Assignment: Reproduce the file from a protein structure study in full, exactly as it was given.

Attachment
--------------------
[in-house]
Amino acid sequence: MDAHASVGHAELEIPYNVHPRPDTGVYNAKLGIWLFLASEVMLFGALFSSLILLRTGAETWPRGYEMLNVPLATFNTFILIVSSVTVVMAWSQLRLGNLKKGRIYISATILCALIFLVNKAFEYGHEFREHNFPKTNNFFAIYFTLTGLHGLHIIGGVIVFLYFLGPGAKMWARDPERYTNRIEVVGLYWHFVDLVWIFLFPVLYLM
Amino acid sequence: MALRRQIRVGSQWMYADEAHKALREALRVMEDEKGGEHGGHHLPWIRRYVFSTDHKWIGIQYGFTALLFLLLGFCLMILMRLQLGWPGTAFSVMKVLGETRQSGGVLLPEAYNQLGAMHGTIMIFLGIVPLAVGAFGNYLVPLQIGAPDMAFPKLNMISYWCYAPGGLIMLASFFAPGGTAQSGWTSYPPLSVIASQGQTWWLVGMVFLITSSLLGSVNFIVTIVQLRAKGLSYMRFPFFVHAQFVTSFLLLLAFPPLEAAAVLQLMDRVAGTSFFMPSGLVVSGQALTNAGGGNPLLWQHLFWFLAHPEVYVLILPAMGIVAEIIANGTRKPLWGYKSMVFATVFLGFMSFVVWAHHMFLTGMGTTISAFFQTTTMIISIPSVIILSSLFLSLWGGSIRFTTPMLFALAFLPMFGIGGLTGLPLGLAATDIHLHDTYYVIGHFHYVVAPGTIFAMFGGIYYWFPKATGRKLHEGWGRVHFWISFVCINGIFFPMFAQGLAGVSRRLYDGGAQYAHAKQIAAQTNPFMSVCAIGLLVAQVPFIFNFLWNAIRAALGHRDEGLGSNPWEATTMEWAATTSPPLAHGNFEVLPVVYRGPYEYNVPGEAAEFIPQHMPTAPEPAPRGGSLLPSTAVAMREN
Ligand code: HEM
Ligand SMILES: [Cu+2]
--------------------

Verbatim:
[in-house]
Amino acid sequence: MDAHASVGHAELEIPYNVHPRPDTGVYNAKLGIWLFLASEVMLFGALFSSLILLRTGAETWPRGYEMLNVPLATFNTFILIVSSVTVVMAWSQLRLGNLKKGRIYISATILCALIFLVNKAFEYGHEFREHNFPKTNNFFAIYFTLTGLHGLHIIGGVIVFLYFLGPGAKMWARDPERYTNRIEVVGLYWHFVDLVWIFLFPVLYLM
Amino acid sequence: MALRRQIRVGSQWMYADEAHKALREALRVMEDEKGGEHGGHHLPWIRRYVFSTDHKWIGIQYGFTALLFLLLGFCLMILMRLQLGWPGTAFSVMKVLGETRQSGGVLLPEAYNQLGAMHGTIMIFLGIVPLAVGAFGNYLVPLQIGAPDMAFPKLNMISYWCYAPGGLIMLASFFAPGGTAQSGWTSYPPLSVIASQGQTWWLVGMVFLITSSLLGSVNFIVTIVQLRAKGLSYMRFPFFVHAQFVTSFLLLLAFPPLEAAAVLQLMDRVAGTSFFMPSGLVVSGQALTNAGGGNPLLWQHLFWFLAHPEVYVLILPAMGIVAEIIANGTRKPLWGYKSMVFATVFLGFMSFVVWAHHMFLTGMGTTISAFFQTTTMIISIPSVIILSSLFLSLWGGSIRFTTPMLFALAFLPMFGIGGLTGLPLGLAATDIHLHDTYYVIGHFHYVVAPGTIFAMFGGIYYWFPKATGRKLHEGWGRVHFWISFVCINGIFFPMFAQGLAGVSRRLYDGGAQYAHAKQIAAQTNPFMSVCAIGLLVAQVPFIFNFLWNAIRAALGHRDEGLGSNPWEATTMEWAATTSPPLAHGNFEVLPVVYRGPYEYNVPGEAAEFIPQHMPTAPEPAPRGGSLLPSTAVAMREN
Ligand code: HEM
Ligand SMILES: [Cu+2]